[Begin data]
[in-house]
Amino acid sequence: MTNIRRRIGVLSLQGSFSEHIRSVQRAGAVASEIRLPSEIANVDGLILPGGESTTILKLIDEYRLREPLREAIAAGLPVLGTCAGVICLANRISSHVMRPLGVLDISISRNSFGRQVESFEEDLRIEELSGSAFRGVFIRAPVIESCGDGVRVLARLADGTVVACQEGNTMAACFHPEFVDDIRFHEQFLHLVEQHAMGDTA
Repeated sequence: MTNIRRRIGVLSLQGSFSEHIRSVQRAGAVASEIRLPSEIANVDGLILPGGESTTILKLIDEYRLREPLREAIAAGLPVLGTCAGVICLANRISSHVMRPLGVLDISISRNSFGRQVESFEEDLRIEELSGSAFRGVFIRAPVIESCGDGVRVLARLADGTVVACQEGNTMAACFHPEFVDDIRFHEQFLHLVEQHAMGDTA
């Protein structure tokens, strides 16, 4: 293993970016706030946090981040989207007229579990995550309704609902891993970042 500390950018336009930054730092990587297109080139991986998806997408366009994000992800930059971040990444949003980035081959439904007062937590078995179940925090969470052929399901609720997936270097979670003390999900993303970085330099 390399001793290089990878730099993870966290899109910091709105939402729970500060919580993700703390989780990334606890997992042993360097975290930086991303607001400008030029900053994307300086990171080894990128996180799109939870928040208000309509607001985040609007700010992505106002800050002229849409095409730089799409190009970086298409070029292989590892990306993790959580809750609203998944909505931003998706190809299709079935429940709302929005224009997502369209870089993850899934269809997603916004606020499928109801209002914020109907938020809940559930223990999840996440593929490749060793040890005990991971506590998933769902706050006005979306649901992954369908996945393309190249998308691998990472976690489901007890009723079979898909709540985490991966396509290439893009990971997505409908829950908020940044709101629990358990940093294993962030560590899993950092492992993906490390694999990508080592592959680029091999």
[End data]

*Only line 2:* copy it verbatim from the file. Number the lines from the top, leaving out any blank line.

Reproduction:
Amino acid sequence: MTNIRRRIGVLSLQGSFSEHIRSVQRAGAVASEIRLPSEIANVDGLILPGGESTTILKLIDEYRLREPLREAIAAGLPVLGTCAGVICLANRISSHVMRPLGVLDISISRNSFGRQVESFEEDLRIEELSGSAFRGVFIRAPVIESCGDGVRVLARLADGTVVACQEGNTMAACFHPEFVDDIRFHEQFLHLVEQHAMGDTA